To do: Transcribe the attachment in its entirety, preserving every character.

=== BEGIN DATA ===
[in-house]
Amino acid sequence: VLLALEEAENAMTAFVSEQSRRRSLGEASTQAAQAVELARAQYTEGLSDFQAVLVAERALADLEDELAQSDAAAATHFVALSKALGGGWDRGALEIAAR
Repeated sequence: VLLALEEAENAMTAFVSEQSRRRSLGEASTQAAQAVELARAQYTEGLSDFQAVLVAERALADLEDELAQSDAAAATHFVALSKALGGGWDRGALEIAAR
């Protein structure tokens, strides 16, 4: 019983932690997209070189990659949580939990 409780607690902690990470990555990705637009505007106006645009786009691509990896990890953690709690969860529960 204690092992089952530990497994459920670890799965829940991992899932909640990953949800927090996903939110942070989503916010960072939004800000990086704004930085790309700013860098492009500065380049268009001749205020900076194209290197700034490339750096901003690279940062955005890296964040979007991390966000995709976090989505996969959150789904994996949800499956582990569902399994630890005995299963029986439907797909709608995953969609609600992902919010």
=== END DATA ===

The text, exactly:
[in-house]
Amino acid sequence: VLLALEEAENAMTAFVSEQSRRRSLGEASTQAAQAVELARAQYTEGLSDFQAVLVAERALADLEDELAQSDAAAATHFVALSKALGGGWDRGALEIAAR
Repeated sequence: VLLALEEAENAMTAFVSEQSRRRSLGEASTQAAQAVELARAQYTEGLSDFQAVLVAERALADLEDELAQSDAAAATHFVALSKALGGGWDRGALEIAAR
């Protein structure tokens, strides 16, 4: 019983932690997209070189990659949580939990 409780607690902690990470990555990705637009505007106006645009786009691509990896990890953690709690969860529960 204690092992089952530990497994459920670890799965829940991992899932909640990953949800927090996903939110942070989503916010960072939004800000990086704004930085790309700013860098492009500065380049268009001749205020900076194209290197700034490339750096901003690279940062955005890296964040979007991390966000995709976090989505996969959150789904994996949800499956582990569902399994630890005995299963029986439907797909709608995953969609609600992902919010």